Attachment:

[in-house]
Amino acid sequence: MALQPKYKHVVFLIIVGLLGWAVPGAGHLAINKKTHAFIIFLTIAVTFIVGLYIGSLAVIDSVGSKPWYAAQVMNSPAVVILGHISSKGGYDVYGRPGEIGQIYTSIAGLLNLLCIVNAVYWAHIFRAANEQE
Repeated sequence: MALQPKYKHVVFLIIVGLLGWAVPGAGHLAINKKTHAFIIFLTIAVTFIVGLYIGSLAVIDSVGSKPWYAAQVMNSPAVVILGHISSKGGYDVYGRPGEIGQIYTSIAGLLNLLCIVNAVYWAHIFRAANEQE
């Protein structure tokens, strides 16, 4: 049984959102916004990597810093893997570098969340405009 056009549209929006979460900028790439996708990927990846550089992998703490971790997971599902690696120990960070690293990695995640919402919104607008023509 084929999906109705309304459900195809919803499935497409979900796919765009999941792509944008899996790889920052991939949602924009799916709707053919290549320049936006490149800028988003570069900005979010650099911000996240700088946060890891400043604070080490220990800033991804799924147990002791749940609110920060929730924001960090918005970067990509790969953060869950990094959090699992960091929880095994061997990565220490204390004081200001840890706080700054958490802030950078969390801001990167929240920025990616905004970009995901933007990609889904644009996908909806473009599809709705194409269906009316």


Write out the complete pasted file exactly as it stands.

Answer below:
[in-house]
Amino acid sequence: MALQPKYKHVVFLIIVGLLGWAVPGAGHLAINKKTHAFIIFLTIAVTFIVGLYIGSLAVIDSVGSKPWYAAQVMNSPAVVILGHISSKGGYDVYGRPGEIGQIYTSIAGLLNLLCIVNAVYWAHIFRAANEQE
Repeated sequence: MALQPKYKHVVFLIIVGLLGWAVPGAGHLAINKKTHAFIIFLTIAVTFIVGLYIGSLAVIDSVGSKPWYAAQVMNSPAVVILGHISSKGGYDVYGRPGEIGQIYTSIAGLLNLLCIVNAVYWAHIFRAANEQE
């Protein structure tokens, strides 16, 4: 049984959102916004990597810093893997570098969340405009 056009549209929006979460900028790439996708990927990846550089992998703490971790997971599902690696120990960070690293990695995640919402919104607008023509 084929999906109705309304459900195809919803499935497409979900796919765009999941792509944008899996790889920052991939949602924009799916709707053919290549320049936006490149800028988003570069900005979010650099911000996240700088946060890891400043604070080490220990800033991804799924147990002791749940609110920060929730924001960090918005970067990509790969953060869950990094959090699992960091929880095994061997990565220490204390004081200001840890706080700054958490802030950078969390801001990167929240920025990616905004970009995901933007990609889904644009996908909806473009599809709705194409269906009316």